velocity in the pipe or conduit. The Bernoulli equation is then practical to calculate the

velocity from the pressure difference.

or (1)

When fluid flows through a immobile solid wall, the shear stress set up near to this

boundary due to the relative motion between the fluid and the wall directs to the growth

of a flow boundary layer. The boundary layer may be either laminar or turbulent in

nature depending on the flow Reynolds number.

The growth of this boundary layer can be discovered by examining the velocity profiles

at selected cross-sections, the core region still outside the border layer showing up as an

area of more or less consistent velocity.

If velocity profiles for cross-sections different remoteness from the pipe opening are

compared, the pace of growth of the boundary layer along the pipe length can be

determined. Once the boundary layer has mature to the point where it fills the whole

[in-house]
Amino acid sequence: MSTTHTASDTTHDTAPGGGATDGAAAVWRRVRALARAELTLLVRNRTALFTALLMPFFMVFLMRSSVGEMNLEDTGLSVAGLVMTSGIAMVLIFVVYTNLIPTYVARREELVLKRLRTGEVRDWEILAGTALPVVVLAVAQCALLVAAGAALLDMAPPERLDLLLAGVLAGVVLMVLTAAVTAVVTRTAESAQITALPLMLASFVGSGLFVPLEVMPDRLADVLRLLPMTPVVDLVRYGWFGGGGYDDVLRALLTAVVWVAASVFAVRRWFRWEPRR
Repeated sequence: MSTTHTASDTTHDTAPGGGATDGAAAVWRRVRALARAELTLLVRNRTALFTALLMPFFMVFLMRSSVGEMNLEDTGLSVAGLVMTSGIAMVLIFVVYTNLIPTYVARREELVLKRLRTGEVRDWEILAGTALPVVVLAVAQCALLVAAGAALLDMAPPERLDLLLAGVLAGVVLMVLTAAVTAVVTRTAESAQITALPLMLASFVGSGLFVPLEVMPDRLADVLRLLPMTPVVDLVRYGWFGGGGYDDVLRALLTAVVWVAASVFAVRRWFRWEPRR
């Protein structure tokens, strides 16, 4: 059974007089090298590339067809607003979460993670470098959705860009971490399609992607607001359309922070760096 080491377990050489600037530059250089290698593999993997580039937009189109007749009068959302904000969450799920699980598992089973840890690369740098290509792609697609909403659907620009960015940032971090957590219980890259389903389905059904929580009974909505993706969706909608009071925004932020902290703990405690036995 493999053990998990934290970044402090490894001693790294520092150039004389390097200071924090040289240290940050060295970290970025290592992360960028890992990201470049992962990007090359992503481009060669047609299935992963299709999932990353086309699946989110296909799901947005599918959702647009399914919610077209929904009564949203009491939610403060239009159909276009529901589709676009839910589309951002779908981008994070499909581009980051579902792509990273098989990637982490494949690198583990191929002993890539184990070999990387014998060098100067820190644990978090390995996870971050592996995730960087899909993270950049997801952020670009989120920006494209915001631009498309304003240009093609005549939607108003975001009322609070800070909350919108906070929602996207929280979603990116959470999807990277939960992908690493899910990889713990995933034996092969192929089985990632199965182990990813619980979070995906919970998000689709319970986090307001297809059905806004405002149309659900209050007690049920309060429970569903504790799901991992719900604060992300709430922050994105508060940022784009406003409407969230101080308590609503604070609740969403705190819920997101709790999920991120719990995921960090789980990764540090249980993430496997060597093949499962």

pipe cross-section this is termed "fully developed pipe flow".

OBJECTIVE

1) To learn the method of measuring airflow velocity using pitot tube.

2) To understand the working principle of pitot tube as well as the importance of

Bernoulli equation in deriving and calculating the velocity.

THEORY

A pitot tube is used to explore the developing boundary layer in the entry length of a

pipe which has air drawn through it. With pitot tube, the velocity distribution profiles

can be determined at a number of cross-sections at different locations along a pipe. With

pitot tube, air flow velocities in the pipe can be obtained by first measuring the pressure

difference of the moving air in the pipe at two points, where one of the points is at static

4

velocity. The Bernoulli equation is then applied to calculate the velocity from the

pressure difference.

v

2p

or

2gh' (1)

p The pressure difference between the pitot tube and the wall pressure tapping

measured using manometer bank provided (